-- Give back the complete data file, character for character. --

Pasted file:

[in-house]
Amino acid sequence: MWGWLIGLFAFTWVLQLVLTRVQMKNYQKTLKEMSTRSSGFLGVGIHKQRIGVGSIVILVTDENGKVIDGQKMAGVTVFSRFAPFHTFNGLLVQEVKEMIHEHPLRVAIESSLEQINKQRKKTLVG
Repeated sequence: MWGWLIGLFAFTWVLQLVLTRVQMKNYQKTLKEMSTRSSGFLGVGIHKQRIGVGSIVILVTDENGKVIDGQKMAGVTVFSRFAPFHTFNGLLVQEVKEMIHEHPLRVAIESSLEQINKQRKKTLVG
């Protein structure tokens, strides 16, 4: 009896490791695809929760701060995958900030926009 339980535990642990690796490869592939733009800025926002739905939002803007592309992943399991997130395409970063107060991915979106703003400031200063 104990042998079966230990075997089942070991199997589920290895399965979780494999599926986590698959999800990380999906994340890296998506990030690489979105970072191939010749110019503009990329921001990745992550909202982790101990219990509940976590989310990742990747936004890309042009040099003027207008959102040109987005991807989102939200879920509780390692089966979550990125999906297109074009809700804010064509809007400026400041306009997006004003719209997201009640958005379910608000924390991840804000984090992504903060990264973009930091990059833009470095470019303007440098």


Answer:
[in-house]
Amino acid sequence: MWGWLIGLFAFTWVLQLVLTRVQMKNYQKTLKEMSTRSSGFLGVGIHKQRIGVGSIVILVTDENGKVIDGQKMAGVTVFSRFAPFHTFNGLLVQEVKEMIHEHPLRVAIESSLEQINKQRKKTLVG
Repeated sequence: MWGWLIGLFAFTWVLQLVLTRVQMKNYQKTLKEMSTRSSGFLGVGIHKQRIGVGSIVILVTDENGKVIDGQKMAGVTVFSRFAPFHTFNGLLVQEVKEMIHEHPLRVAIESSLEQINKQRKKTLVG
């Protein structure tokens, strides 16, 4: 009896490791695809929760701060995958900030926009 339980535990642990690796490869592939733009800025926002739905939002803007592309992943399991997130395409970063107060991915979106703003400031200063 104990042998079966230990075997089942070991199997589920290895399965979780494999599926986590698959999800990380999906994340890296998506990030690489979105970072191939010749110019503009990329921001990745992550909202982790101990219990509940976590989310990742990747936004890309042009040099003027207008959102040109987005991807989102939200879920509780390692089966979550990125999906297109074009809700804010064509809007400026400041306009997006004003719209997201009640958005379910608000924390991840804000984090992504903060990264973009930091990059833009470095470019303007440098």